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outback warehouse pendant exterior barn lighting

Professional’s Corner | Barn Light Pendants Complement Historic Log Building

If you’ve never been to Maine, try to imagine a state with hundreds of thousands of acres of forested land just ripe for fishing, skiing, hiking, and bird watching as far as your eye can see. Deep in a remote location of this beautiful state, architect Ellen Albrecht of ENS Associates, found herself remodeling a 100-year-old historic log building nestled amongst other aging log buildings. When it came to the exterior lighting, Ellen chose some classic barn pendants to highlight two porches — one open and one screened.

outback_warehouse_pendant_exterior_barn_lighting.jpg“Since this was an historic structure we wanted the lighting to reflect a vintage aesthetic on the exterior,” Ellen says. “We were trying to keep the light fixtures in scale to the large logs used in the construction and in keeping with the camp style of the collection of buildings.” In considering her exterior lighting choices, Ellen wanted more dark sky fixtures so the lights wouldn’t illuminate the surrounding grounds.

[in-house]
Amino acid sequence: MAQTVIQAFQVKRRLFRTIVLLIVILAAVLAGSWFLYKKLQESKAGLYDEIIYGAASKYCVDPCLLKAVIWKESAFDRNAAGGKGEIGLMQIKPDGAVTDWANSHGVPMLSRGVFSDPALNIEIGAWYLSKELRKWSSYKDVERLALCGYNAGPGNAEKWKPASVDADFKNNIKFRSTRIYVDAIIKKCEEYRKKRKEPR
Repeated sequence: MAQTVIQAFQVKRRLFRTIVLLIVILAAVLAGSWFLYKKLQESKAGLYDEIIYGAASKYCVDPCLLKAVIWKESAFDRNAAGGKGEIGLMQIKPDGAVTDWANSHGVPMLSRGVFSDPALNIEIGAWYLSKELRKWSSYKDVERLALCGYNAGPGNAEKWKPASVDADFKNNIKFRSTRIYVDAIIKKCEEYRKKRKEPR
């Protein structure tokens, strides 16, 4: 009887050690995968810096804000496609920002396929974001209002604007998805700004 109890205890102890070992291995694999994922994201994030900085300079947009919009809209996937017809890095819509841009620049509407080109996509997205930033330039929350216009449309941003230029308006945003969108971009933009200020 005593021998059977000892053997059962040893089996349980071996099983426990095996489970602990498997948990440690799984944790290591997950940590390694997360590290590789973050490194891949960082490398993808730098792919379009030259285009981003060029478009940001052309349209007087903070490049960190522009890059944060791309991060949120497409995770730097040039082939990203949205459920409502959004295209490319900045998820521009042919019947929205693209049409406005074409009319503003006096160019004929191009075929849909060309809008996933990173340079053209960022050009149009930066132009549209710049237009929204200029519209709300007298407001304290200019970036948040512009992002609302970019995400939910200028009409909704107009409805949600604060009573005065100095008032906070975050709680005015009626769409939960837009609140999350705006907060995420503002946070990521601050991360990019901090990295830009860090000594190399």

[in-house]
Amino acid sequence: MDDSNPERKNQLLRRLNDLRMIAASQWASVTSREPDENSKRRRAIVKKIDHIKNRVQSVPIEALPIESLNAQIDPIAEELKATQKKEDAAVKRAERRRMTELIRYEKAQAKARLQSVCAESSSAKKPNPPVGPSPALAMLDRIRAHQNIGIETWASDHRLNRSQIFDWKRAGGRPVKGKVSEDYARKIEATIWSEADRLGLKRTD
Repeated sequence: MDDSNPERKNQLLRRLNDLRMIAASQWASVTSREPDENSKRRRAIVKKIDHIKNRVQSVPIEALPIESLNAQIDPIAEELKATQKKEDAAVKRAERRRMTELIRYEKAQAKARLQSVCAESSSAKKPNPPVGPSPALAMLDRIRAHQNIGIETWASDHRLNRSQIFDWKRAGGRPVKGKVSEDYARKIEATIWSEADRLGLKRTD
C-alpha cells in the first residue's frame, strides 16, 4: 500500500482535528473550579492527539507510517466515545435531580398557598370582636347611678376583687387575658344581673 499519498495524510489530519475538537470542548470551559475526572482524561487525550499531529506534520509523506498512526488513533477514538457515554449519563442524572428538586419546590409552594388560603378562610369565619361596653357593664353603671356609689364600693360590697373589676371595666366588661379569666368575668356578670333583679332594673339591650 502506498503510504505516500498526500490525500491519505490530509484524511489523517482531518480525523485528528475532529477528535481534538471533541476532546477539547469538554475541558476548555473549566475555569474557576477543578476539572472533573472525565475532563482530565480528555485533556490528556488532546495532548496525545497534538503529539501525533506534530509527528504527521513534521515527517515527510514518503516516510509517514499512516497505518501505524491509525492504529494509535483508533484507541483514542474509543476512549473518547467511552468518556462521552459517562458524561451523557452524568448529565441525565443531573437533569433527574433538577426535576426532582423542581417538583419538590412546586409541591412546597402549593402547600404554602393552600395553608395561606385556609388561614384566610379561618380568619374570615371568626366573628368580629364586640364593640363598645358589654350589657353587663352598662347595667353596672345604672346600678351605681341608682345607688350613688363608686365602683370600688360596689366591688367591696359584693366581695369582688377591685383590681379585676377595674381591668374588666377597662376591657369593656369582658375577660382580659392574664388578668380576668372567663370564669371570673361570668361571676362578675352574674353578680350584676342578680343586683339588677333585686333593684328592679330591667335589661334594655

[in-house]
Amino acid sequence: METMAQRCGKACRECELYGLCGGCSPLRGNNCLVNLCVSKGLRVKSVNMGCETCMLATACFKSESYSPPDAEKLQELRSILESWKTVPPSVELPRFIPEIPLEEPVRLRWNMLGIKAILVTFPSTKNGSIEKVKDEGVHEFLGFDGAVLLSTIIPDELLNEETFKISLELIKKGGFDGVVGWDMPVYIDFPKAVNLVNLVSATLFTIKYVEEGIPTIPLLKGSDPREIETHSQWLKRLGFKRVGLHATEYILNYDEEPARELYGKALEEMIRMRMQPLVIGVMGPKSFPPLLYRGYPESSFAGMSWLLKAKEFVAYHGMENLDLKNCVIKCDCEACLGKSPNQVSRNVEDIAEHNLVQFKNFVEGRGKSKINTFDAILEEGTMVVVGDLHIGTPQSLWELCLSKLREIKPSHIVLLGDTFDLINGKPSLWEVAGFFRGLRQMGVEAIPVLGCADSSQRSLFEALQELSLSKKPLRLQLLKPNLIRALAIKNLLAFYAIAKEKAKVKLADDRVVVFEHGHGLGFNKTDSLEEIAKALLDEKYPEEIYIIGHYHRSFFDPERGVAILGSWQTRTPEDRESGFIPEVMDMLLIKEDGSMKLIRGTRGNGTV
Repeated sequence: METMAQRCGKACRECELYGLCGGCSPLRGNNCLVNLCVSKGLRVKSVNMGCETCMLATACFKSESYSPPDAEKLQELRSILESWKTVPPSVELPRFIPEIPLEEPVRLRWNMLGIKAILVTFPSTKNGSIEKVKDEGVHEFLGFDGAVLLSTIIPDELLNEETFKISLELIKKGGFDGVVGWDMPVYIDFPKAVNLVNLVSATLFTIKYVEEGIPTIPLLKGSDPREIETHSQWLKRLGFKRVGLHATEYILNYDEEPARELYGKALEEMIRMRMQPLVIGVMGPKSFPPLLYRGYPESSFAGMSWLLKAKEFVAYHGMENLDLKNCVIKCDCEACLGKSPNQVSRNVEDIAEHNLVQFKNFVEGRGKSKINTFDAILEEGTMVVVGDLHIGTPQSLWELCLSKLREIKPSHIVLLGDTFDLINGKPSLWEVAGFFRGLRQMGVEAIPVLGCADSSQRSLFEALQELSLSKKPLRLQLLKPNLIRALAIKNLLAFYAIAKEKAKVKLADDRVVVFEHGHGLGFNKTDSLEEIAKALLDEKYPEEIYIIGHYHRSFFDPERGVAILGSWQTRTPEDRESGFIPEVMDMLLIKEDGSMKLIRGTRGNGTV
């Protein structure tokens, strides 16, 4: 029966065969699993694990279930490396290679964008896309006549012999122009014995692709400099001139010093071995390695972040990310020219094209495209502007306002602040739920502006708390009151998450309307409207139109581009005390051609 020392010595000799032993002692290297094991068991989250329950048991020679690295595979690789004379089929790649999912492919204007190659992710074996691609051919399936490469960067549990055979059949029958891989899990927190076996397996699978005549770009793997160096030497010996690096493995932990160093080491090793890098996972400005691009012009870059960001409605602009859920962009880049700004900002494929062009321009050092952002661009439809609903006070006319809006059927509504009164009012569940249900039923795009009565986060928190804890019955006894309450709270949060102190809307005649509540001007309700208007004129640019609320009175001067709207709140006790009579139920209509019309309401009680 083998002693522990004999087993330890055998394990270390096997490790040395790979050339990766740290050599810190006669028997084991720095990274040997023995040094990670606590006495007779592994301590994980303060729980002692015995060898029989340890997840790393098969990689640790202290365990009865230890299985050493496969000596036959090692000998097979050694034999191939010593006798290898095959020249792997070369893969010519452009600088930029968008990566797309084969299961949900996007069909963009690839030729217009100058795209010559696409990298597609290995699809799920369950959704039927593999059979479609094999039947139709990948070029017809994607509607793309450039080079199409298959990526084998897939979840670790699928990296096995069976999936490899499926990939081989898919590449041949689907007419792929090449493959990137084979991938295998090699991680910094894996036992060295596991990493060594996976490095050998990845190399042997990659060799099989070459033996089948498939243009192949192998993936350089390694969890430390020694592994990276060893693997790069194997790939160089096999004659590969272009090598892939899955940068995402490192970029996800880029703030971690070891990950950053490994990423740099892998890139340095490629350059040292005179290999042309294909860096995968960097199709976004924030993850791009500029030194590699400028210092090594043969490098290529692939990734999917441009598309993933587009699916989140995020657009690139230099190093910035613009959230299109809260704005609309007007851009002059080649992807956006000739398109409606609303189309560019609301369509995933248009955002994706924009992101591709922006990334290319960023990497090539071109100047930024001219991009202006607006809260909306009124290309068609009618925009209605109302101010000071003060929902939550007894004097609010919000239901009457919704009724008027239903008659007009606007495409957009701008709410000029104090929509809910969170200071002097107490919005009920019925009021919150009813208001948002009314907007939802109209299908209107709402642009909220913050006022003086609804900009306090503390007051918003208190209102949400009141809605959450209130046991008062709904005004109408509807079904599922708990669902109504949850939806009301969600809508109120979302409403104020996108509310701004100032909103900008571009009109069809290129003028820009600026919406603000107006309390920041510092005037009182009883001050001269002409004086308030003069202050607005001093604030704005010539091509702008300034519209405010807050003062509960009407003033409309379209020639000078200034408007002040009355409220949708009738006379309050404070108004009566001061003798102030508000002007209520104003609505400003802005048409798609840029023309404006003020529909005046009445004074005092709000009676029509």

“For both the screened porch and the open porch, we used the Outback Wall Mount and Outback Cord Hung Pendant in Bronze for their historic appearance,” Ellen explains. “We especially liked the uplighting from the cast guard.”

The Outback is one of our most popular warehouse shades thanks to the dozens of ways you can customize this light. With five shade sizes to choose from and a rainbow of powdercoat finish colors, this light can take on a number of design schemes from traditional to modern. Guard, glass, and mounting options are also available.

“As architects, we like everything about the lights,” Ellen says, “including the quality finishes, the customizing, and the wattage options you offer. The home’s all-wood finishes absorb the light making the fixture choices critical to lighting the space. The clients liked the idea of the longevity of the American made product and the options we had to diffuse the illumination from the bulbs.”


Photos courtesy of Brian Vanden Brink

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